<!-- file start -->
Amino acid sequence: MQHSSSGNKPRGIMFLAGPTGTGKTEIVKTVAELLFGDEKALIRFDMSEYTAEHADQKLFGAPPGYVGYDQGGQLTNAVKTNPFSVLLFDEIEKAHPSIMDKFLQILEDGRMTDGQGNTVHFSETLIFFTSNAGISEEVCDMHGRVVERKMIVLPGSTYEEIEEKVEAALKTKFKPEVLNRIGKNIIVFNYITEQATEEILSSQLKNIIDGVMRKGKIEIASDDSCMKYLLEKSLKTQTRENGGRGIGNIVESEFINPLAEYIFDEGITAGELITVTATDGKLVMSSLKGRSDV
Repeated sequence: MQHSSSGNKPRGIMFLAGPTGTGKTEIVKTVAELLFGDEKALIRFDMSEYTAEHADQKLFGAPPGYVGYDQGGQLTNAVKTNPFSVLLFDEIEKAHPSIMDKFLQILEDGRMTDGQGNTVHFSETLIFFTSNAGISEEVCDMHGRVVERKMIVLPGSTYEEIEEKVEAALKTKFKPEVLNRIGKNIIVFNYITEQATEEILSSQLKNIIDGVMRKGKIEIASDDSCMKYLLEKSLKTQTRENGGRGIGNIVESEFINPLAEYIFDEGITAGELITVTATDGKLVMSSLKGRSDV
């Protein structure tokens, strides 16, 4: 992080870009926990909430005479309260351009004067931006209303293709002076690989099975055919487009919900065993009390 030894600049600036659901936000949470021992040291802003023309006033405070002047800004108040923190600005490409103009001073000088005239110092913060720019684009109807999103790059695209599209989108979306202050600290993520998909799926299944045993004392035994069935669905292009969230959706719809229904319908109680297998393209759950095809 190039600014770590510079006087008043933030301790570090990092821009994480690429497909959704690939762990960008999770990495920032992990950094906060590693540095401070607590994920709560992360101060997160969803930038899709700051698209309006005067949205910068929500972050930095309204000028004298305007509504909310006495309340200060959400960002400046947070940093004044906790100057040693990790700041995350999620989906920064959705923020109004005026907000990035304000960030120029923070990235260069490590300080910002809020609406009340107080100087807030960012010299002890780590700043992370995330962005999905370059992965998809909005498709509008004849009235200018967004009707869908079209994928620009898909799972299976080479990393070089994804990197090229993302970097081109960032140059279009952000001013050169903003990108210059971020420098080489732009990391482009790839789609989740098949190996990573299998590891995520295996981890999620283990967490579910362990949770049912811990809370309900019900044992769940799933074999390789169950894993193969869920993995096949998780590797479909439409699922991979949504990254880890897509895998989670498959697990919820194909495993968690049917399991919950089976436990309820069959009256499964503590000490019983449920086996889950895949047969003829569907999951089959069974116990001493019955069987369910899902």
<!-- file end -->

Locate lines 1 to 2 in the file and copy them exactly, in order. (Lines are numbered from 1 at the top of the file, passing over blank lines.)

Amino acid sequence: MQHSSSGNKPRGIMFLAGPTGTGKTEIVKTVAELLFGDEKALIRFDMSEYTAEHADQKLFGAPPGYVGYDQGGQLTNAVKTNPFSVLLFDEIEKAHPSIMDKFLQILEDGRMTDGQGNTVHFSETLIFFTSNAGISEEVCDMHGRVVERKMIVLPGSTYEEIEEKVEAALKTKFKPEVLNRIGKNIIVFNYITEQATEEILSSQLKNIIDGVMRKGKIEIASDDSCMKYLLEKSLKTQTRENGGRGIGNIVESEFINPLAEYIFDEGITAGELITVTATDGKLVMSSLKGRSDV
Repeated sequence: MQHSSSGNKPRGIMFLAGPTGTGKTEIVKTVAELLFGDEKALIRFDMSEYTAEHADQKLFGAPPGYVGYDQGGQLTNAVKTNPFSVLLFDEIEKAHPSIMDKFLQILEDGRMTDGQGNTVHFSETLIFFTSNAGISEEVCDMHGRVVERKMIVLPGSTYEEIEEKVEAALKTKFKPEVLNRIGKNIIVFNYITEQATEEILSSQLKNIIDGVMRKGKIEIASDDSCMKYLLEKSLKTQTRENGGRGIGNIVESEFINPLAEYIFDEGITAGELITVTATDGKLVMSSLKGRSDV